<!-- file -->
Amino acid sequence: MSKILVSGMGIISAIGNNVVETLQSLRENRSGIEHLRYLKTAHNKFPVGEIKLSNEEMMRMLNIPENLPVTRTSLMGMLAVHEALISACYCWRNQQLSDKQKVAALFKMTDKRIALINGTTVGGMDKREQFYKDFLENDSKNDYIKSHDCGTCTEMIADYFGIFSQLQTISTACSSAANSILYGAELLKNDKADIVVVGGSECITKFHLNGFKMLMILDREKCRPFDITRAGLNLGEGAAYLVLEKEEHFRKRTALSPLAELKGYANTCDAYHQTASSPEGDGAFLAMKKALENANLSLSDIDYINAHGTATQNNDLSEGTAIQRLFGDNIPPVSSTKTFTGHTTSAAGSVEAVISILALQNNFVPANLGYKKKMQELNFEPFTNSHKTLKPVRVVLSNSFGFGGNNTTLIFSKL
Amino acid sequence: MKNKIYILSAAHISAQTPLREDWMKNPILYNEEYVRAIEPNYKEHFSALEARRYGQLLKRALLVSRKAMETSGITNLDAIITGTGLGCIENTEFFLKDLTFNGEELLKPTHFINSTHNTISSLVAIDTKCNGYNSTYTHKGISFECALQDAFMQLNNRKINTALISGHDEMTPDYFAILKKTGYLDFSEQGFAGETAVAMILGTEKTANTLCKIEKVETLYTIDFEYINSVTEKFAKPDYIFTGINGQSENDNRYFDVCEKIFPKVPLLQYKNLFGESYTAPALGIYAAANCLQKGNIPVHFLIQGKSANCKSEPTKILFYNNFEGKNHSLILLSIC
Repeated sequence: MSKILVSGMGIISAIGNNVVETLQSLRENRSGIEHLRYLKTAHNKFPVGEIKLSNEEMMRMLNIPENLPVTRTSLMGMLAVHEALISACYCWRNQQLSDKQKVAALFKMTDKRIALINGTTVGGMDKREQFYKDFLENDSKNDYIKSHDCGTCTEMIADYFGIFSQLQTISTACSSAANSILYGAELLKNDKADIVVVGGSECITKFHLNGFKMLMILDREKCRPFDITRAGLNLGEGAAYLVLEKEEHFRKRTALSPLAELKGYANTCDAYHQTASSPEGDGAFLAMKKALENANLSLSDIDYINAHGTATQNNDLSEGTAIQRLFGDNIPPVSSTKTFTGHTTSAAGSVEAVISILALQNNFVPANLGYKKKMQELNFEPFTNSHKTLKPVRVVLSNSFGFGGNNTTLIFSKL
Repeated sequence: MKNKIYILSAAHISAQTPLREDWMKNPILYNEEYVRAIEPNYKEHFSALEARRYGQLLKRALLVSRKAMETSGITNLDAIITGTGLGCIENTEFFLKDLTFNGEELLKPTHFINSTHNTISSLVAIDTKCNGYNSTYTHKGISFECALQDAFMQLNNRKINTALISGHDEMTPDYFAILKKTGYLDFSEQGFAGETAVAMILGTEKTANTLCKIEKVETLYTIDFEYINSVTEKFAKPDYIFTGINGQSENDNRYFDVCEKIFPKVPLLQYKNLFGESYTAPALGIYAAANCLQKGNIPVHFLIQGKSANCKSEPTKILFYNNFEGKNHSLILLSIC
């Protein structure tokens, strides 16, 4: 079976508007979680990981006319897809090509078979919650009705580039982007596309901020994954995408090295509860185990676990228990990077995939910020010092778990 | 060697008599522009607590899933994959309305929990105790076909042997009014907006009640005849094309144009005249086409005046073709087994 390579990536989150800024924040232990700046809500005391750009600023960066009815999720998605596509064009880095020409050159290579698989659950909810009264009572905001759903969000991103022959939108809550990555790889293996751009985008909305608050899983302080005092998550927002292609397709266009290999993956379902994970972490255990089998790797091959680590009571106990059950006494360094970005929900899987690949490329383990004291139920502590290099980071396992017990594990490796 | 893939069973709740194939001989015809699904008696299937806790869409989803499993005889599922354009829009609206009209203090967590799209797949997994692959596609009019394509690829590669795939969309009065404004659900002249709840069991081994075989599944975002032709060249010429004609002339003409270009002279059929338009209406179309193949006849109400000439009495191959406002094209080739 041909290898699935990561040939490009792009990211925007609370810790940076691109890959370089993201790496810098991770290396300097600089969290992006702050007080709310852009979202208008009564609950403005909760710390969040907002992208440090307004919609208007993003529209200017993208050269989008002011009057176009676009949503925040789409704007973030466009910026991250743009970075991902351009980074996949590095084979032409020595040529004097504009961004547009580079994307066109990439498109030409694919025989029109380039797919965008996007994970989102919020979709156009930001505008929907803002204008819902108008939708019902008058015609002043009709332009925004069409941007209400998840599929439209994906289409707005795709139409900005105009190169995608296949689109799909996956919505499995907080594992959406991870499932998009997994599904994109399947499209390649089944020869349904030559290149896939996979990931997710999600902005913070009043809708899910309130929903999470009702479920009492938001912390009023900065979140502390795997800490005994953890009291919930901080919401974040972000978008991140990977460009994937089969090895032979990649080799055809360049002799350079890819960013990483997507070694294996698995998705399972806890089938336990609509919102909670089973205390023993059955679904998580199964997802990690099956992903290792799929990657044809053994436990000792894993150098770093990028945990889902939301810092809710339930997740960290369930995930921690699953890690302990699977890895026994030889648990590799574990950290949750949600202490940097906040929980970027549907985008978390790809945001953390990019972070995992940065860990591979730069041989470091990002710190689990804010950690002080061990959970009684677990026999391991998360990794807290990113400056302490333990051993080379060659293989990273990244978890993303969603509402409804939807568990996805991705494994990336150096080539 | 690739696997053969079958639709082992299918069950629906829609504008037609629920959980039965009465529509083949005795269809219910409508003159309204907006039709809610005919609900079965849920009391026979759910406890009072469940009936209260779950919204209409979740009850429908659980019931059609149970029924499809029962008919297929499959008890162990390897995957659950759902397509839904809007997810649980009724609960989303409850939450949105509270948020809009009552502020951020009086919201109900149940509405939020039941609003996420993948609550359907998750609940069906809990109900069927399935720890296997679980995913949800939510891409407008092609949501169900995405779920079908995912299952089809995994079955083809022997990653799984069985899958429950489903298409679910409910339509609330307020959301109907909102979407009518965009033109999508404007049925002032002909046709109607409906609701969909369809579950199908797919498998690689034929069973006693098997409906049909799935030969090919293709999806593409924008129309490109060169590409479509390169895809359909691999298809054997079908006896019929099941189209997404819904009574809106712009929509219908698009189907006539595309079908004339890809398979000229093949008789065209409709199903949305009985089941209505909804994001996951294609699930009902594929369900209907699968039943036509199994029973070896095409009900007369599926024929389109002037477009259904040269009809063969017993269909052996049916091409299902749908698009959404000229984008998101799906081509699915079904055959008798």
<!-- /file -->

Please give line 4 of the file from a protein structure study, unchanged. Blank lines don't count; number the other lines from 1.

Repeated sequence: MKNKIYILSAAHISAQTPLREDWMKNPILYNEEYVRAIEPNYKEHFSALEARRYGQLLKRALLVSRKAMETSGITNLDAIITGTGLGCIENTEFFLKDLTFNGEELLKPTHFINSTHNTISSLVAIDTKCNGYNSTYTHKGISFECALQDAFMQLNNRKINTALISGHDEMTPDYFAILKKTGYLDFSEQGFAGETAVAMILGTEKTANTLCKIEKVETLYTIDFEYINSVTEKFAKPDYIFTGINGQSENDNRYFDVCEKIFPKVPLLQYKNLFGESYTAPALGIYAAANCLQKGNIPVHFLIQGKSANCKSEPTKILFYNNFEGKNHSLILLSIC